U/S 137 Customs Act Sanction Not Required for Prosecution for Charges Under the Prevention of Corruption Act: Supreme Court of Karnataka
The Karnataka High Court has ruled that a penalty under Section 137 of the Customs Act, to prosecute an officer of the Customs Department, charged under the offenses punishable under the Prevention of corruption, is not necessary.
It observed that the sanction granted under section 19 of the Prevention of Corruption Act was sufficient.
A single bench of judges of Justice Dr. HB Prabhakara Sastry denied the motion filed by a certain George Varghese challenging the CBI Special Court’s order dismissing his request for release.
The petitioner was charged with the offenses punishable under Section 120B read with Sections 420, 467, 468 and 471 of the Indian Penal Code 1860 and under Section 13(2) read with Section 13( 1)(d) of the Prevention of Corruption Act, 1988.
It is alleged by the CBI that the Claimant, while acting as a civil servant, as Superintendent of Customs, entered into a criminal conspiracy with the Customs Inspector and the CEO of M/s. Amisha International (also accused) in January 2003 and following this, cleared a container carrying goods for export by the company, without physically checking the same, causing undue loss to the Indian government, up to Rs .26,94,251/- and unjustified gain corresponding to themselves.
The petitioner argued that at the time of the alleged offenses he was working in the customs service and therefore a penalty order under section 137 of the Customs Act was required to become aware of them.
The bench referred to Section 137 of the Customs Act and stated:
“Reading the above article would show that it is the Chief Commissioner of Customs or Commissioner of Customs who is the authority to grant the sanction. However, such penalty under Section 137(1) of the Customs Act is only required for offenses referred to in Section 132, Section 133, Section 134, Section 135 or in article 135-A of the customs law.”
“In the present case, of course, the offenses with which the present applicant is charged are punishable under Articles 120B, 420, 467, 468 and 471 of the CPI and under Article 13 (2) read with Article 13 (1) (d) the Prevention of Corruption Act. Thus, none of the infringements of Articles 132, 133, 134, 135 or 135-A of the customs law has been attributed to the applicant in this case. Consequently, the sanction does not have to be imposed under Article 137 of the Customs Law.”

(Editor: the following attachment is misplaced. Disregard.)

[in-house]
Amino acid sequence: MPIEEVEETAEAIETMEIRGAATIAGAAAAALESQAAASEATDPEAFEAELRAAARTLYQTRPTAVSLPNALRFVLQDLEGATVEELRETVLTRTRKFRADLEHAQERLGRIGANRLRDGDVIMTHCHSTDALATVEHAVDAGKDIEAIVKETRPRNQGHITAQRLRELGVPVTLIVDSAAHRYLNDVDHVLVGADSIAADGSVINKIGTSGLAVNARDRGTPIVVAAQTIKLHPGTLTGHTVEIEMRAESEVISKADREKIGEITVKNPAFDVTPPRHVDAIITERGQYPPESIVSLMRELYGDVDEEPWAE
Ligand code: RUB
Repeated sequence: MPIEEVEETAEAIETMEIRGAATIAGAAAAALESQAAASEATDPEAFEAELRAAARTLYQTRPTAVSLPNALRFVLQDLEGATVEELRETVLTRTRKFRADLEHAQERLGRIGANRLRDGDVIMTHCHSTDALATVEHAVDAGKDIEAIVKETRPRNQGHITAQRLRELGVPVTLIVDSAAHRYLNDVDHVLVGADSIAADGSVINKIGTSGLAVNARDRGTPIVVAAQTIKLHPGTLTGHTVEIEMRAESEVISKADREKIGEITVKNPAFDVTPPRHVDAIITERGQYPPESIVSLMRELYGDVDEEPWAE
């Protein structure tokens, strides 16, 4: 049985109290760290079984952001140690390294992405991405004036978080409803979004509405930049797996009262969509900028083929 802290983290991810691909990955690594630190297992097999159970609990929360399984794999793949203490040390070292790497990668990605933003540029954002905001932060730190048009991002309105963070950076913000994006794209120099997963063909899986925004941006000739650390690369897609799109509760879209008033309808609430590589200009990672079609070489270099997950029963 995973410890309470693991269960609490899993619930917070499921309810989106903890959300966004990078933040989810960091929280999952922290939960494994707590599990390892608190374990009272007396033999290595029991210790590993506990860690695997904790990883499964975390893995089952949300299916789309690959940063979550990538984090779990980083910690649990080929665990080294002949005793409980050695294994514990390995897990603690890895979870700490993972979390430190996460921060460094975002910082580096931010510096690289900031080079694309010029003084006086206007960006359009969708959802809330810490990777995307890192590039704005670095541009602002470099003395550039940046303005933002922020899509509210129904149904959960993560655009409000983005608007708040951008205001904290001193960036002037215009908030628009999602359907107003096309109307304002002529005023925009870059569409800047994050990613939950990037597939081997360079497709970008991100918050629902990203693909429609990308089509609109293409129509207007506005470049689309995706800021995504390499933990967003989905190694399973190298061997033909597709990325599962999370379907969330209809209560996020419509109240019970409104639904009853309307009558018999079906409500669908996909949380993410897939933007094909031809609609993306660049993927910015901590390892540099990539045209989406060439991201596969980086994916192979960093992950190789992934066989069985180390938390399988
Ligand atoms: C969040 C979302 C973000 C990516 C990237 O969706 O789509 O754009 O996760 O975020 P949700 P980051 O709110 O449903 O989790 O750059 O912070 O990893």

Referring then to section 19(1)(c) of the Prevention of Corruption Act, the bench said,
“The penalty imposed under section 19(1)(c) for the offense punishable under section 13(2) read with section 13(1)(d) of the Prevention of corruption, cannot be qualified as an invalid sanction in the eyes of the law.”
The petitioner had also argued that the sanctioning authority (Excise Commissioner) was not the competent authority to issue the sanction, since the petitioner was in office at the date of the offenses in the Customs Department. It was argued that the two departments have a separate commissariat and that the services of officers and officials of these two departments cannot be exchanged. Thus, the sanction granted by the Excise Commissioner is an invalid sanction.
The bench considered the Petitioner’s service records relied upon by the prosecution to show that the Petitioner was originally appointed to the Excise Department, but as of the date of the alleged offenses held the post of superintendent in the Department. customs. However, as at the date of sanction he was returned to the Excise Department, as such it was the Excise Commissioner who had the power/authority to remove the petitioner, thus the penalty was granted by the Central Excise Commissioner.
“The fact remains that the applicant joined the services in 1974 at the Central Excise Department and retired from the Central Excise Department in 2011, although in the meantime he was transferred or forced to work as Superintendent of Customs, but he did not contest the said surrender or delegation or transfer by any name. It was only when the question of the penalty to prosecute him under the provisions of the Prevention of corruption has arisen, that he cannot convey said assertion that the Customs Department has a separate Commissariat.”
Finally, relying on the judgment of the Supreme Court in the case CBI & Ors. Versus. Pramila Virendra Kumar Agarwal, the Court said:The absence of sanction can undoubtedly be raised at the threshold but the invalidity of the sanction is to be raised during the trial.”
Case Title: George Varghese v. Superintendent of Police
Case No.: PETITION FOR CRIMINAL REVIEW NO. 1193 OF 2012
Citation: 2022 LiveLaw (Kar) 301
Date of Order: JULY 15, 2022 Appearance: Lead Counsel Kiran S. Javali, for Attorney Chandrashekara K for Petitioner; Special Public Prosecutor P. Prasanna Kumar for Respondent